The Iowa Department of Public Health has established a protocol for sexual assault investigations that offers information for law enforcement. We believe it is imperative for officers to be well-versed in all aspects of the sexual assault investigation and highly recommend this material.
Ever wonder what sex offenders think about how police officers should interview them in order to secure a confession? So did we…and so did Mark Kebbell, who did some fantastic research on this question and published it. We have linked to the abstract of his article (sorry, we can't supply the actual article), but this can give you a start if you want to follow up on Kebbell's article that we presented at the conference.
In November 2010, a District court in Waterloo found a juvenile in custody even though his father brought him to the police department and granted an officer permission to interview him regarding a sex abuse. The Court suppressed the juvenile's statements because it found the interview was custodial. Some things which led to the ultimate finding of custody included: (1) the officer got the father's consent to talk, but not the juvenile's, (2) the juvenile was left in a small interview room with a closed door while the officer came and went, (3) the officer discussed or disclosed particular evidence to the juvenile, (4) when the officer left the room he told Gray to "sit tight" and closed the door, (5) the juvenile was not told he didn't have to talk and was free to leave at any time.
This is probably the most comprehensive overview of police interrogation in the United States. Blair examines all the interrogation manuals in the United States and techniques they recommend. If you want to be assured your techniques are supported by all the research in print, familiarize yourself with this article!
A critical 2009 Iowa case out of Davenport dealing with interrogation of a juvenile in a school setting. Extremely important for officers to read this case and realize which factors the Iowa courts are using to define "custody," especially if you work in a school setting. Remember, custody is not always defined by "formal arrest."
The authors examine sound interviewing principles and warn against taking a "casual approach" to interviews and interrogations. Never underestimate the importance of a good interview!
If a suspect invokes his right to counsel during a custodial interrogation, can you ever re-approach them to ask them more questions? Can you reapproach them while they are sitting in the county jail? Or is that invocation of counsel good forever? According to Shatzer, yes, you may reapproach if there is a 14 day or more break. So you may, under certain circumstances, be allowed to re-approach a suspect who has invoked his right to counsel.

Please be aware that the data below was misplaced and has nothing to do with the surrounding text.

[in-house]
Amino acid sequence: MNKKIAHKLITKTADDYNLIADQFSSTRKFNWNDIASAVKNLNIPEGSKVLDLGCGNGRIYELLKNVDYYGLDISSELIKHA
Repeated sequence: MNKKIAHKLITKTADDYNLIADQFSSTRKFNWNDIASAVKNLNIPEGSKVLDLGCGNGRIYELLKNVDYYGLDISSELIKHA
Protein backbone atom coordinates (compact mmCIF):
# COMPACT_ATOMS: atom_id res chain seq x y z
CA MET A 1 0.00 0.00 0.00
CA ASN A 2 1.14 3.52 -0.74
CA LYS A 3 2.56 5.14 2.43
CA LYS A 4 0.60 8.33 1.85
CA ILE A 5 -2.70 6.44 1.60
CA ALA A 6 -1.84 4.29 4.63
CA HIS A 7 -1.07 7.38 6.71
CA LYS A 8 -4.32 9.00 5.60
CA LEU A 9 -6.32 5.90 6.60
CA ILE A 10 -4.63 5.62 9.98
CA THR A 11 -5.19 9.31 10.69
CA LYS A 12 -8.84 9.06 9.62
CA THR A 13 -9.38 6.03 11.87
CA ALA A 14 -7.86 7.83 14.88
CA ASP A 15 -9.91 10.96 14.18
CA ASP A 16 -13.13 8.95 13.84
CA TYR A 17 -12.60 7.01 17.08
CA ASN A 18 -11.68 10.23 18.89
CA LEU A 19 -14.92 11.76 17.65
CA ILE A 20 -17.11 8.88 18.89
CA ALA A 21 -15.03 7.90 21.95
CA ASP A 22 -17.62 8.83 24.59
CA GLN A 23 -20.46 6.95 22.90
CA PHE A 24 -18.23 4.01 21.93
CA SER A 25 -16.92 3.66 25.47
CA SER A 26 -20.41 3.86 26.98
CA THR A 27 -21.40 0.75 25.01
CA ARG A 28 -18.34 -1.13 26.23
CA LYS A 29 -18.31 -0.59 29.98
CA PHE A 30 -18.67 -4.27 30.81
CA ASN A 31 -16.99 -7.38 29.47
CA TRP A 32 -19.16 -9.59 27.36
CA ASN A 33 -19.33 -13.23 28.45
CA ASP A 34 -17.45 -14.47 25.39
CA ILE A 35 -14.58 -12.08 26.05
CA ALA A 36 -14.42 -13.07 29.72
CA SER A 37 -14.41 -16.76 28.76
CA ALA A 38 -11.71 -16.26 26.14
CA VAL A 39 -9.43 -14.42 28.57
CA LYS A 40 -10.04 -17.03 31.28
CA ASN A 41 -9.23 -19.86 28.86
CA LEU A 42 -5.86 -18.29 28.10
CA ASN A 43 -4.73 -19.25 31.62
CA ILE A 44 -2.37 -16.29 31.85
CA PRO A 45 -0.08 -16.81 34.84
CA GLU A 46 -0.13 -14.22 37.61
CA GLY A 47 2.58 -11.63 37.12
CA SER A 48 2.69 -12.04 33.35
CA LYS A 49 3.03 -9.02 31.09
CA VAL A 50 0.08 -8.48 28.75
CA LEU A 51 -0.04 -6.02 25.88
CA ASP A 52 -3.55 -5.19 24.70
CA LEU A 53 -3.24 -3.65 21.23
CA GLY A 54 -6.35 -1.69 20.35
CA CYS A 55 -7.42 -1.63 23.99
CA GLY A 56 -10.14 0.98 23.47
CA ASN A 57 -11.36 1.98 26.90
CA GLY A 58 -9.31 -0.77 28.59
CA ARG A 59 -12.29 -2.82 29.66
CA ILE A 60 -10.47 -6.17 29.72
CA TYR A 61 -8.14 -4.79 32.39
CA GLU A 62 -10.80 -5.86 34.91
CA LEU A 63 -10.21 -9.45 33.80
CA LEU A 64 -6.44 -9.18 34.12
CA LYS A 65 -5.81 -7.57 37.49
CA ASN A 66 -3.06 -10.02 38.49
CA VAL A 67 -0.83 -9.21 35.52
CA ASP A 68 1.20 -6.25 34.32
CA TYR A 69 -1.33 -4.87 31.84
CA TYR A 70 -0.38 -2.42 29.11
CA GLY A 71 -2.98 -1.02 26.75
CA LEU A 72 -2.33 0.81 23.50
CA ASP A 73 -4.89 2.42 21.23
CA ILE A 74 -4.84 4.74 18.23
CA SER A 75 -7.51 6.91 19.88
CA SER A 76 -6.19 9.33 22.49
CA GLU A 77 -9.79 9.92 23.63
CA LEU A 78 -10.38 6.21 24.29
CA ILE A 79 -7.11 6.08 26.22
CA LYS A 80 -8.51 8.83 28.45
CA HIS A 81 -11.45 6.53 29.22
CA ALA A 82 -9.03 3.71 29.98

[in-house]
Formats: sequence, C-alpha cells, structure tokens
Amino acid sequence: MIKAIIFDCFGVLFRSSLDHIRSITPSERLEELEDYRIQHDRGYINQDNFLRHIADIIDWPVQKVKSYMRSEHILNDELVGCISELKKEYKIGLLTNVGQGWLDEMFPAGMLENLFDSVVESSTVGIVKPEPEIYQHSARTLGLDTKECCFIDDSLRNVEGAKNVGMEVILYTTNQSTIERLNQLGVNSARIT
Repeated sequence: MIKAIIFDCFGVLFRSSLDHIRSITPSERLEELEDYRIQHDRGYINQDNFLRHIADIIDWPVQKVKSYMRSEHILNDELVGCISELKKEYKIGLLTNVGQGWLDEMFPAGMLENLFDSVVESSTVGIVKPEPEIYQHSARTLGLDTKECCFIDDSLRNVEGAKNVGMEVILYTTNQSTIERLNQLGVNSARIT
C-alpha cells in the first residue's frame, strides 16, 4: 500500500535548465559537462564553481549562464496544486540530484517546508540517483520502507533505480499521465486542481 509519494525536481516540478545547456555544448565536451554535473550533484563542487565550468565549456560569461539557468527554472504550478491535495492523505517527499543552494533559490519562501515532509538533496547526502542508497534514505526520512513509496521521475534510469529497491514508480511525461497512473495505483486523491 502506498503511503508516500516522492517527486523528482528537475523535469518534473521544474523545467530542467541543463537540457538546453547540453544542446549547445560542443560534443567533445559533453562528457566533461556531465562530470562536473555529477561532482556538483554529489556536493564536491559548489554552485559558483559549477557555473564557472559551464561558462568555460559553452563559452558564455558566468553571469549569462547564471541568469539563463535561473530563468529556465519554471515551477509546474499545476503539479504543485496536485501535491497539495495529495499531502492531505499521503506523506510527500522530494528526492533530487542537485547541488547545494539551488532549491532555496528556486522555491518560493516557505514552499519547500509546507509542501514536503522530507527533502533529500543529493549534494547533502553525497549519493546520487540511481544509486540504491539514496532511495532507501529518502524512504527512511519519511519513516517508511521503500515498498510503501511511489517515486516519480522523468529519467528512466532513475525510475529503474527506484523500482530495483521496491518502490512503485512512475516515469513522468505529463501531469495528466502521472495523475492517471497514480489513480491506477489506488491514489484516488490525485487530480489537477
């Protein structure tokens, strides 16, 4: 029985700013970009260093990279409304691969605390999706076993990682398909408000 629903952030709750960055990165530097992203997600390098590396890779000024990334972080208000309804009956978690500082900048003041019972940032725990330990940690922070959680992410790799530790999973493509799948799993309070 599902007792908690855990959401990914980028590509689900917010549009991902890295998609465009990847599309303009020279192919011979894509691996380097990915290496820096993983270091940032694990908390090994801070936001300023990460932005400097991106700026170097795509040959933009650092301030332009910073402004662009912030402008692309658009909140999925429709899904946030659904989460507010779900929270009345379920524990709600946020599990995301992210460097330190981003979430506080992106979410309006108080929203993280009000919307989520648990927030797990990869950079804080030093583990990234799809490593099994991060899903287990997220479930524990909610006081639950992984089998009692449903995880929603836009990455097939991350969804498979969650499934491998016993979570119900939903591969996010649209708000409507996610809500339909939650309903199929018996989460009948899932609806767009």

Here is an excellent article by Special Agent Brian Boetig of the FBI about how we can use theories of criminology during Interrogations. This quick re-cap of the theories about why people commit crimes can be extremely useful when offering suspects rationalizations to why they committed the crime they did.
Got 9 minutes? Take a listen to this police interview with the former U.S. Senator Larry Craig after his arrest for soliciting a prostitute at the Minneapolis Airport in 2007. Listen as the officer tries to get an admission of guilt from Senator Craig and ask yourself this: How long would you anticipate it would take to get an admission to a sex offense? If you think it's going to happen in 9 minutes, you're probably getting confessions as often as this officer, which is not often. Yet every day we see officers attempt to gain confessions to sex offenses quickly. We will show you what the research says is the Number 1 factor in successful interrogations and how to use that to your advantage!
Listen as a criminal defense attorney lectures to a law school class on why defense attorneys' should NEVER allow their clients to talk to the police. While this attorney's perspective is not one most cops would agree with, it's important for us, as officers, to understand both side of the issue and how defense attorneys' are being trained.
It's important to know whether the person you want to interrogate is in custody (for purposes of Miranda) or not. In this case, the United States Supreme Court added age to the list of factors which police officers must consider in determining whether or not custody exists. The Court never ruled as to whether J.D.B. was in custody when a police investigator interrogated him at a middle school in Chapel Hill, North Carolina - they only said age will be a factor when the North Carolina Courts take a second look at the interview.